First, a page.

Vail Daily column: Congress proposes another hidden tax on homeowners
July 24, 2015
It is the duty of Congress to try and make the country function and to levy taxes and fees to fund the government. In general, they are a desperate crowd who try desperate measures and seldom accomplish much more than mucking up what was not already broken. Politically to call a new tax a tax is something few politicians have the nerve to do. They also seldom have the nerve to say no to building bridges to nowhere or subsidizing otherwise profitable companies to make them even more profitable.
As such, Congress is forever on the prowl to find new ways to generate revenue, and for the past few years a popular target is what are called G-fees. The term comes from levying a fee on certain activities of what are called government sponsored entities, or GSEs. The two best known GSEs are Fannie Mae and Freddie Mac, which supply most of the nation's home mortgage money.
The GSEs have always charged certain G-fees for guaranteeing investors' money and servicing loans. But the original intent of those fees was to cover costs incurred and keep the process humming. That was for decades a reasonable business model.
In 2011, Congress came up with the idea to impose additional G-fees (which should be called a tax) on each mortgage loan guaranteed by Fannie or Freddie to fund an extension of unemployment benefits. This means each homeowner who takes out a mortgage loan is getting hit with an invisible increase in the cost of that loan because the fee is "baked in" the base pricing of the loan over and above what it costs the GSEs to provide the money and the money flows directly to the federal treasury. These fees have generated tens of billions and no congressman has ever had to face the folks at home over voting for a "tax" increase. At that time, Congress promised in writing that the fee would expire in 2021.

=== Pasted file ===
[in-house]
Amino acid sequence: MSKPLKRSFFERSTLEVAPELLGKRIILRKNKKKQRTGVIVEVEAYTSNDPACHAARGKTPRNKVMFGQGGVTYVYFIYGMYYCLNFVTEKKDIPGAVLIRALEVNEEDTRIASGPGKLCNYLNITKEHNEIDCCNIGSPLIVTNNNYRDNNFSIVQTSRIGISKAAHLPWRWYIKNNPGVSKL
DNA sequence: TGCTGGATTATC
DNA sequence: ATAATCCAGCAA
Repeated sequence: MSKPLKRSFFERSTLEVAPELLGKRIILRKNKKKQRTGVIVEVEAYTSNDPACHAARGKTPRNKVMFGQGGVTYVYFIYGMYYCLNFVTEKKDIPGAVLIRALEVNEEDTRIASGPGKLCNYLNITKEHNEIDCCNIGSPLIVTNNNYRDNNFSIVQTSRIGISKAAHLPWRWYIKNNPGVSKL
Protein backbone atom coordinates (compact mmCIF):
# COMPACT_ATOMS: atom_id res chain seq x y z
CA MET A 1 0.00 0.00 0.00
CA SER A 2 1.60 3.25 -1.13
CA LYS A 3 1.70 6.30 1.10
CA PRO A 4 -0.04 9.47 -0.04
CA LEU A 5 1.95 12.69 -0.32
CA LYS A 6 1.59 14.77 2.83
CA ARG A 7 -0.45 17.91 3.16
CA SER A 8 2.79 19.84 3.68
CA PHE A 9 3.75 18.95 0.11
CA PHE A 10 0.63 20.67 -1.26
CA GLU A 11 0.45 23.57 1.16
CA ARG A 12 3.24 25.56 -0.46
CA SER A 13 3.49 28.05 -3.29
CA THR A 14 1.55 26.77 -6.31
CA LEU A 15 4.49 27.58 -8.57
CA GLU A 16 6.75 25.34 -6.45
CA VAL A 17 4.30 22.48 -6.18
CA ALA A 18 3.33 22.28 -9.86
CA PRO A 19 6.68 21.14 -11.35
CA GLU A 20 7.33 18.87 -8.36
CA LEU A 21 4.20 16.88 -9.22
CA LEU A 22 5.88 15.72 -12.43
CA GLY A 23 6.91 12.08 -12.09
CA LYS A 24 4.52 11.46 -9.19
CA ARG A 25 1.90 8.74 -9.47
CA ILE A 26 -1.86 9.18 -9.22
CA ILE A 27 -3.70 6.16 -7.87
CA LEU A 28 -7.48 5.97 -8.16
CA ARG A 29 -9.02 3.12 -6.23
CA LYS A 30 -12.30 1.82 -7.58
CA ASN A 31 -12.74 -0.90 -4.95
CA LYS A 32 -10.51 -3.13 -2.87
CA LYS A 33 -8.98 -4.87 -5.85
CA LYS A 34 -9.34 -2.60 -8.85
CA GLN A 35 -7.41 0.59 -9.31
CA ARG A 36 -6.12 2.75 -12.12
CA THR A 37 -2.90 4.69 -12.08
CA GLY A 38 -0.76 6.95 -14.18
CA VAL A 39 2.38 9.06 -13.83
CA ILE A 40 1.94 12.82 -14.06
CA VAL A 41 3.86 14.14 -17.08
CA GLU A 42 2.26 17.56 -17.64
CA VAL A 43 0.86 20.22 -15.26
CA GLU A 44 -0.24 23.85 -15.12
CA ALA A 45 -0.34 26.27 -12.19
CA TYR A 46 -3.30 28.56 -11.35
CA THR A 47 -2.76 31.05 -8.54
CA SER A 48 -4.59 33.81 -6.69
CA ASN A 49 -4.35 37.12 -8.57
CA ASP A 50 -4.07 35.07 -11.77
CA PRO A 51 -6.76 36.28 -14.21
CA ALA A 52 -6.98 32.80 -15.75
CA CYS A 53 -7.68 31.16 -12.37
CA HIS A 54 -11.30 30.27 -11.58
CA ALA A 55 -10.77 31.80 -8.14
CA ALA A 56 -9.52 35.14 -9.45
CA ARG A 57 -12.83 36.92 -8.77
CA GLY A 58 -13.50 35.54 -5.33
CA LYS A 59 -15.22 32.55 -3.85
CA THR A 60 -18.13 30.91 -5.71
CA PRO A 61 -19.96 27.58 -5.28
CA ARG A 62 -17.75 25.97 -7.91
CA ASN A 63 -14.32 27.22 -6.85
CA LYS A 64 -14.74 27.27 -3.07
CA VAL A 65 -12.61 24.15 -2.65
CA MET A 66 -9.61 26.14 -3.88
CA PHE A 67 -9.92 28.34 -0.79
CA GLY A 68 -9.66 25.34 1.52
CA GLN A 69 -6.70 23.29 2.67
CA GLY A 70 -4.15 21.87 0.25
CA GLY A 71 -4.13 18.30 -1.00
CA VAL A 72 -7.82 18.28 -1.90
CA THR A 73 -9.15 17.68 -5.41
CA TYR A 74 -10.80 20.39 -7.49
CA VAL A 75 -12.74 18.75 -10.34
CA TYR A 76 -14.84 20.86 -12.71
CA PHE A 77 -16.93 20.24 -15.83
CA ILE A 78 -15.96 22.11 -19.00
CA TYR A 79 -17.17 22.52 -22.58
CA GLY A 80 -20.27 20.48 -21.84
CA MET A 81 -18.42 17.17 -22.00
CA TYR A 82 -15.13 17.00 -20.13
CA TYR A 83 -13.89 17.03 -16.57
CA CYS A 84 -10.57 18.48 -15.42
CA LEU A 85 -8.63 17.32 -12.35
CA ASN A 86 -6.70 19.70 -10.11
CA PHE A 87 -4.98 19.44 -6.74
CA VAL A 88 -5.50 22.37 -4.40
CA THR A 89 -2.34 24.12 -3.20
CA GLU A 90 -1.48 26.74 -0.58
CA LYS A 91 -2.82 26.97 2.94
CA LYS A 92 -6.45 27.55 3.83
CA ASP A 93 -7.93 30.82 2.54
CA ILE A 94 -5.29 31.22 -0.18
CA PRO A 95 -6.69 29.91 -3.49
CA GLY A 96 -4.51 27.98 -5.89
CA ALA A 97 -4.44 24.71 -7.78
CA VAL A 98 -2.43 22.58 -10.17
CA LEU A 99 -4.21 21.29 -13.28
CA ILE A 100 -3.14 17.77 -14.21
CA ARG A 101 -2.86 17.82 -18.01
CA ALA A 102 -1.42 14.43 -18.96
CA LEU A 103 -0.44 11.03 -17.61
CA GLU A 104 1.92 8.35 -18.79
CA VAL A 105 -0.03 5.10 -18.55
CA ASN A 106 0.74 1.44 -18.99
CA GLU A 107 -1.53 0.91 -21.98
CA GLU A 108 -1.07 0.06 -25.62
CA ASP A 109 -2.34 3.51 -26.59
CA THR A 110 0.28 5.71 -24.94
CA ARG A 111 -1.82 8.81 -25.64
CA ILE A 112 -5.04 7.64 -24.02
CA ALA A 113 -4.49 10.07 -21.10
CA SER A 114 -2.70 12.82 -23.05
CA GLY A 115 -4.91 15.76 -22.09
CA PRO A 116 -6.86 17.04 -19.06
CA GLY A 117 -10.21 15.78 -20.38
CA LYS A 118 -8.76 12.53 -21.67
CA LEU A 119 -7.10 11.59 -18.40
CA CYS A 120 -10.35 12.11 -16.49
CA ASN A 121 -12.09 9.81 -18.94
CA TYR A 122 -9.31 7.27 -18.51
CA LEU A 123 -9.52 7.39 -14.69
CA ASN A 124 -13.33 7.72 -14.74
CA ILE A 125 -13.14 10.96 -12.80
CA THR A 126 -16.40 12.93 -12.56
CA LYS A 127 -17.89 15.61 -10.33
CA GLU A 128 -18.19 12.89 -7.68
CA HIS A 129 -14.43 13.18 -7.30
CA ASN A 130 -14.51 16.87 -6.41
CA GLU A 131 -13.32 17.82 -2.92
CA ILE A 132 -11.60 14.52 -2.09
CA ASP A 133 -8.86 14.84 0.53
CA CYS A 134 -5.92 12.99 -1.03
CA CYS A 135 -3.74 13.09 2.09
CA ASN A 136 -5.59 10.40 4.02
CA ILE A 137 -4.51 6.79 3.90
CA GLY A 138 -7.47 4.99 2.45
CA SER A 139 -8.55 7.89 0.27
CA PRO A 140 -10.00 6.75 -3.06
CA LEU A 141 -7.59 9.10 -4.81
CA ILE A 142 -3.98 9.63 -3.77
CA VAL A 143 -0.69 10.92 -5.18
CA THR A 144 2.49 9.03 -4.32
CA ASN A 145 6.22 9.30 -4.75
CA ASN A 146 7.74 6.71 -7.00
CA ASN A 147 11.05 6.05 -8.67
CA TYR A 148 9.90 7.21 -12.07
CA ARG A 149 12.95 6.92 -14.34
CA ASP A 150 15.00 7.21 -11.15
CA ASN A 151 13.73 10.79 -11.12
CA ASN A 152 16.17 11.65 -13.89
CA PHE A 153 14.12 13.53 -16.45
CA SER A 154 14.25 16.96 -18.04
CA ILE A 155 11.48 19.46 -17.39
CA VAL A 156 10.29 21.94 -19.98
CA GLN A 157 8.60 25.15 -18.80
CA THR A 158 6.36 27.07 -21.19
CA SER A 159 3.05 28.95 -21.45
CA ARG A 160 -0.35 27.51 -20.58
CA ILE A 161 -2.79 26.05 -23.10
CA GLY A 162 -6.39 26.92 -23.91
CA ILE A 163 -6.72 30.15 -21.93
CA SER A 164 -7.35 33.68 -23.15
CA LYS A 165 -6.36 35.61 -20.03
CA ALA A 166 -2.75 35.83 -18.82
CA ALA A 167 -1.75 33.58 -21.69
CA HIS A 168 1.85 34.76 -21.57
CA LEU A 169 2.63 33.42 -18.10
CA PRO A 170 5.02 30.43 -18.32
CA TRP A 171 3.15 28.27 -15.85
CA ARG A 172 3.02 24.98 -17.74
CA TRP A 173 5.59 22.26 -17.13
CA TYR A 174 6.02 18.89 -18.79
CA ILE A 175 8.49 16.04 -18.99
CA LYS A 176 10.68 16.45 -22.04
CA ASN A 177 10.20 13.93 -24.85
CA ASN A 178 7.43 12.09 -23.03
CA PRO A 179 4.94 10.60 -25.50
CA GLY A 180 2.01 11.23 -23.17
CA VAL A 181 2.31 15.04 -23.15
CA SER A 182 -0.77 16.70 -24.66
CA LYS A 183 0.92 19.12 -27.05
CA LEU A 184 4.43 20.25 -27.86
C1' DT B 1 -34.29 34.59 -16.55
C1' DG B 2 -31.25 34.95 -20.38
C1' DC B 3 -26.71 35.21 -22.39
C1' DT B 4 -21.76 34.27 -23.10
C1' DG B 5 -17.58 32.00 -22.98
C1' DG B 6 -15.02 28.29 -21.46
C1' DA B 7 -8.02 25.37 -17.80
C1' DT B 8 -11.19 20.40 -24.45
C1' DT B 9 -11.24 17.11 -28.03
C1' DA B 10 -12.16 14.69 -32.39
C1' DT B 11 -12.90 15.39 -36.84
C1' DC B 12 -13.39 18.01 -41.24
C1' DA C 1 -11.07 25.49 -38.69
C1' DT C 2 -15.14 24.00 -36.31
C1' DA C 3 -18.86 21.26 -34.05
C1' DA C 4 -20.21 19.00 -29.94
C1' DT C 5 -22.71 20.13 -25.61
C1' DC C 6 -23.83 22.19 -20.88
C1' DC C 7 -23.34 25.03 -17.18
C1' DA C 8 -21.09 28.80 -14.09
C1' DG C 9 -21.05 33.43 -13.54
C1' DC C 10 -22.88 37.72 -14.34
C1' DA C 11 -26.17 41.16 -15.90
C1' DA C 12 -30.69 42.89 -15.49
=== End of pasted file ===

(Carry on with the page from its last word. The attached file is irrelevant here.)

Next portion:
As such, Congress is forever on the prowl to find new ways to generate revenue, and for the past few years a popular target is what are called G-fees. The term comes from levying a fee on certain activities of what are called government sponsored entities, or GSEs. The two best known GSEs are Fannie Mae and Freddie Mac.
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As Congress knows a sweet deal when they see it, there is yet another proposal on the table to use G-fees to fund increases in transportation projects, courtesy of senators Mitch McConnell and Barbara Boxer. This will mean homeowners who take out a mortgage will be paying a higher rate to finance their homes and few will ever realize it. Hidden on page 948 of the 1,030-page bill to fund transportation projects is a single line that establishes how the bill will be funded, and oh by the way, extends the 2011 fee from 2021 to 2025. On top of that, the fee would double and cost homeowners about $500 on a $250,000 loan and not one penny would go to the investors who put the money up for the loan or to strengthen Fannie or Freddie from future earnings fluctuations.
Needless to say, the mortgage industry is strongly opposing this. Industry opposition caused a vote to introduce the legislation to fail this week, but no doubt there will be plenty of arm twisting and deal making going on to try again. There is great concern in the mortgage industry that this legislation may get through because it is an easy way for Congress to raise funds without being on the evening news as raising taxes.
The other aspect of this type of taxation is that it will diversely impact the wealthy versus the middle class. Many wealthy people don't have a mortgage loan, or if they do, then the loan may not be from a GSE because in most of the U.S. the loan limit for a Fannie or Freddie loan is $417,000. While that limit in Eagle County is $625,500, we are one of the few exceptions. Loans over that amount come from privately funded programs that are exempt from the GSE fees.
This is also diametrically opposed to the goal most every congressman had stated at some time or another and that is to increase the level of home ownership (in their district anyway).
Increasing the cost of a mortgage is not going to accomplish that. Also most members of Congress have at one time or another expressed the desire for the government to minimize its role in the mortgage industry. This is flat out a tax on the creation of working capital, and one must wonder where it will stop. Imagine if every new IPO company had to fork over a percentage of the money it raised to the government.
Chris Neuswanger is a loan originator at Macro Financial Group in Avon and may be reached at 970-748-0342. He welcomes mortgage related inquiries from readers. His blog and a collection of his columns may be found at http://www.mtnmortgageguy.com.
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